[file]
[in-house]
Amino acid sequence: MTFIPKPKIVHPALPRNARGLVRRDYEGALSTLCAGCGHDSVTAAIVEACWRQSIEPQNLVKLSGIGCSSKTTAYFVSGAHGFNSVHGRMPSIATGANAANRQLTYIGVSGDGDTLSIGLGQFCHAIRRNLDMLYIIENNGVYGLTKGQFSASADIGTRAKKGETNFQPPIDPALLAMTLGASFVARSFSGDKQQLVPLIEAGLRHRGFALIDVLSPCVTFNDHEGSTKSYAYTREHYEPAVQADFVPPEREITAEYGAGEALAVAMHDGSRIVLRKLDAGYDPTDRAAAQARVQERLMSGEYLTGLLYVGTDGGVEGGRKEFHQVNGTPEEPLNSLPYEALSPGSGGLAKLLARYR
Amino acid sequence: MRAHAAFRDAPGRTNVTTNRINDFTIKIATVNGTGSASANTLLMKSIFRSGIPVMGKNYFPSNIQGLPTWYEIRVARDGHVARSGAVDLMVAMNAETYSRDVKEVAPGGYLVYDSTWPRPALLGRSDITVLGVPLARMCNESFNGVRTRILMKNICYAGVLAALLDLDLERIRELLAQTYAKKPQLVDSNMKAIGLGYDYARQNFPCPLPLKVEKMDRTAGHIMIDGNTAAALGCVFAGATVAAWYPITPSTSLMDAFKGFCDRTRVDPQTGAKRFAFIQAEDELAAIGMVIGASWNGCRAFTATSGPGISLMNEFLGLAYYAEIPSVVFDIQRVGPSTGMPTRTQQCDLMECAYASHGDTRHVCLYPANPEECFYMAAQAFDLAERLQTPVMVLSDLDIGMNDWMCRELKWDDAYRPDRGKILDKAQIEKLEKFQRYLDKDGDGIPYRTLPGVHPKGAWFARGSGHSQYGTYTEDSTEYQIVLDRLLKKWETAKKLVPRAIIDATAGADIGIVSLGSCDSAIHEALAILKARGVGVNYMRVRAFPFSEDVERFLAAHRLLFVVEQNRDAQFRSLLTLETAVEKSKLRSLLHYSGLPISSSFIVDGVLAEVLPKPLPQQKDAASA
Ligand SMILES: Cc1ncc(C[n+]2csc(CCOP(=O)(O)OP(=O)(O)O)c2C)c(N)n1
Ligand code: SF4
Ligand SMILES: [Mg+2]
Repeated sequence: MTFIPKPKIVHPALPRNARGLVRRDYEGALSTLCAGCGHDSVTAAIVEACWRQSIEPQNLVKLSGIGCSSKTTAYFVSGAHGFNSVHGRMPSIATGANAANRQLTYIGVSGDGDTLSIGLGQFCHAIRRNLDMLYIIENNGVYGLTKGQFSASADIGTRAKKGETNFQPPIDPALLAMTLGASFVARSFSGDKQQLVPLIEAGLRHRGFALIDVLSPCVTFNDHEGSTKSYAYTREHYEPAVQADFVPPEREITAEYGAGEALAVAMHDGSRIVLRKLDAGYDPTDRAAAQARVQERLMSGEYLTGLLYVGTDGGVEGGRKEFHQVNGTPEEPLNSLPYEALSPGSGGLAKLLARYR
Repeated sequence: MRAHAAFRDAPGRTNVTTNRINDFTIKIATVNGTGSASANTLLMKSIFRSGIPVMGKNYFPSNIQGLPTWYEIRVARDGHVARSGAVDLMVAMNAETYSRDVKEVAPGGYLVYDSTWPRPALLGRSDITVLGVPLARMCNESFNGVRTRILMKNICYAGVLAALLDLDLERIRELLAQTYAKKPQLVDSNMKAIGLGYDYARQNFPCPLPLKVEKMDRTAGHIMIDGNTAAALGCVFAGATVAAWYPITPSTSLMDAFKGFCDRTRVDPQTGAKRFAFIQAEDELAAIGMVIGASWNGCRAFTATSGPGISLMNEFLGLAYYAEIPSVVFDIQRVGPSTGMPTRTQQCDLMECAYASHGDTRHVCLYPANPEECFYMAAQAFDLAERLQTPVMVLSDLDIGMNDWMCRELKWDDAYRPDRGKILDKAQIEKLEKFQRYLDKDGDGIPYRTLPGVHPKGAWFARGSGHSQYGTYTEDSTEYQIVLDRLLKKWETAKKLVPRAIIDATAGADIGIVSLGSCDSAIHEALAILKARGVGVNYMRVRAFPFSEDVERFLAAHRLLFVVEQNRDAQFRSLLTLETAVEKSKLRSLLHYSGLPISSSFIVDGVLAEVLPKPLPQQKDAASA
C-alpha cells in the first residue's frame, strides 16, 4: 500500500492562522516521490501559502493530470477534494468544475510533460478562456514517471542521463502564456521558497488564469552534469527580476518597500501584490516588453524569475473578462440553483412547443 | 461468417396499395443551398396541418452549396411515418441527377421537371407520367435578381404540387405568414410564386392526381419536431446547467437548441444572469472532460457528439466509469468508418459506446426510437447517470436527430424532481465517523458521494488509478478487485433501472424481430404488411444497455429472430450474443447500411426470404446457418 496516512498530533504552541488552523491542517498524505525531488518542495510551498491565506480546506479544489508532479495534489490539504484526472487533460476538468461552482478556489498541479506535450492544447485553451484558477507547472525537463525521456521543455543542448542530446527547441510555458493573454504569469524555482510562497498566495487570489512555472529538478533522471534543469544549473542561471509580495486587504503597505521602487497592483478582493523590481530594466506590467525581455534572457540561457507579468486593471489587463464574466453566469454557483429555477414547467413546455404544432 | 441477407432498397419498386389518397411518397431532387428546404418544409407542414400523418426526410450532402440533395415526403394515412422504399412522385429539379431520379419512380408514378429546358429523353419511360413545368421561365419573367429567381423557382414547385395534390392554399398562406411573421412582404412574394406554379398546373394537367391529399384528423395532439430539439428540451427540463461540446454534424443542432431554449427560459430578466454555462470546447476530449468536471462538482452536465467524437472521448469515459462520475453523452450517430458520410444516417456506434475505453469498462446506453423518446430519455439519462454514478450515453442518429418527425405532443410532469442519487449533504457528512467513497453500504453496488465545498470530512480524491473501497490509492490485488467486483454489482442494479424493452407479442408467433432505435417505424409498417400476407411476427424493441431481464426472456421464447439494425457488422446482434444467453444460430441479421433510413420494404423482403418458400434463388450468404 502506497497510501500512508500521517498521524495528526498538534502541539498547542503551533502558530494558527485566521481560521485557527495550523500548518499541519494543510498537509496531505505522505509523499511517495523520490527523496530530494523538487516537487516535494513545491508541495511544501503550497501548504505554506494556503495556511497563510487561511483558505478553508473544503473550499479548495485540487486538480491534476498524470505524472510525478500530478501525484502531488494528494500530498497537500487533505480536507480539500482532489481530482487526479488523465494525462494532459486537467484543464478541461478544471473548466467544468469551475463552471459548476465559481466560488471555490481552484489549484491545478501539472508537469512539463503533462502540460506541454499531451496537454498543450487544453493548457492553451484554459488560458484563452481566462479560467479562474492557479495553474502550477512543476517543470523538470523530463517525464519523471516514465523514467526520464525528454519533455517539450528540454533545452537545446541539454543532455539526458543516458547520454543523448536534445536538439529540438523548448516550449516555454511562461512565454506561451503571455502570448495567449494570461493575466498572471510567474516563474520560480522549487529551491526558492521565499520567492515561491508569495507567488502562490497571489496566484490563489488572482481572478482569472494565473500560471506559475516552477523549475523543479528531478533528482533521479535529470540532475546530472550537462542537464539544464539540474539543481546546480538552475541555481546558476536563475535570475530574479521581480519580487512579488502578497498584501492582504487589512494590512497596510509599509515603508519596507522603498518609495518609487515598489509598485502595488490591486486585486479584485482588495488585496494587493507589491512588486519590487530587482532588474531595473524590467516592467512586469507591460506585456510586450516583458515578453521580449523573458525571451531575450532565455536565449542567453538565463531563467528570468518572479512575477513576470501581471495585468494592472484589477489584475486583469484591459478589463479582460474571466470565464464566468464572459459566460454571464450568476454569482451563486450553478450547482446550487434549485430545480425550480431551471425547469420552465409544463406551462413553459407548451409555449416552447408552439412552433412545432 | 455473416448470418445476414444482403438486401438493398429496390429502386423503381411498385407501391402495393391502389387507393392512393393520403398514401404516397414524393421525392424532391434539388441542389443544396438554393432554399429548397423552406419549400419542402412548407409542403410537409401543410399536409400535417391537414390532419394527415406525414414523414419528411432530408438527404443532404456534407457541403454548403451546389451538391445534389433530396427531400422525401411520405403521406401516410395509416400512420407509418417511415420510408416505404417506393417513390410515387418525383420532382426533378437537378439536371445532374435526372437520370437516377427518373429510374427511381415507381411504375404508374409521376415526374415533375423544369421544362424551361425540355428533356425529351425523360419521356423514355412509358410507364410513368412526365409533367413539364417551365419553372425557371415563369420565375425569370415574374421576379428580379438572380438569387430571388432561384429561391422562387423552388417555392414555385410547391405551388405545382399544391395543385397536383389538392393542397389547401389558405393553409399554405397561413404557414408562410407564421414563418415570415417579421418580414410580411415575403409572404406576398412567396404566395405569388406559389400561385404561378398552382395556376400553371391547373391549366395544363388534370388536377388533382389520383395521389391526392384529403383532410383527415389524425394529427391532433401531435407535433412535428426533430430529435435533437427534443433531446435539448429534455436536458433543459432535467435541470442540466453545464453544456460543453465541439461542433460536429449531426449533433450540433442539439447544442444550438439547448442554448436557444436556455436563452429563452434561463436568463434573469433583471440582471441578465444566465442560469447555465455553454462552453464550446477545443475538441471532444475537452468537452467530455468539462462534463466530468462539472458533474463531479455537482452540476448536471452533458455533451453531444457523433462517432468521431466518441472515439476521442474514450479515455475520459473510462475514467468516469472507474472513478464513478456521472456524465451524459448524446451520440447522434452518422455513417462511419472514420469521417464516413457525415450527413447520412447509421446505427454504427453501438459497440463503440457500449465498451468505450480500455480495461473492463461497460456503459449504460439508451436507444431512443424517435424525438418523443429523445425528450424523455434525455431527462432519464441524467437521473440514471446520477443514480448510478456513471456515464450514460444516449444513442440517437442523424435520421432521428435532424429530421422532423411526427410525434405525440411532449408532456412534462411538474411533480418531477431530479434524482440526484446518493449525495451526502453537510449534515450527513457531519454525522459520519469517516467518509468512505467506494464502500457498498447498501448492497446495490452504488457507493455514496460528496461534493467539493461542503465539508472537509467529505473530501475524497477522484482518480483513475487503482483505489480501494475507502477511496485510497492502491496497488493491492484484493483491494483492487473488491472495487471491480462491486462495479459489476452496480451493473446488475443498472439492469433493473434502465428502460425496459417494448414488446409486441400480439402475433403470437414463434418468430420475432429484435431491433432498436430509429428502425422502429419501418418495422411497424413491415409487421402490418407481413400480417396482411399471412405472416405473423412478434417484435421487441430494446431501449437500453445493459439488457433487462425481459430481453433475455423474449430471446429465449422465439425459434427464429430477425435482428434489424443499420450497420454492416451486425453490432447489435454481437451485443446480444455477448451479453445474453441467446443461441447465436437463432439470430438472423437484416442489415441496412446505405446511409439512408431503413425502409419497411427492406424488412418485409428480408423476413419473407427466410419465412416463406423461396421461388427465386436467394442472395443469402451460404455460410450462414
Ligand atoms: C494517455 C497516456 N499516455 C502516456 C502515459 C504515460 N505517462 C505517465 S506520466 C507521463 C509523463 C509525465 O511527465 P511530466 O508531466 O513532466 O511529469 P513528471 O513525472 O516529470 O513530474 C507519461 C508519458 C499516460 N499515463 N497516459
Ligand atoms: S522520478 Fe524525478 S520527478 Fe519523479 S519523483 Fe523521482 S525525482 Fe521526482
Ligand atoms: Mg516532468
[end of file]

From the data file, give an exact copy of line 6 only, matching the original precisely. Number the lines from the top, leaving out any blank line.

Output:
Ligand SMILES: [Mg+2]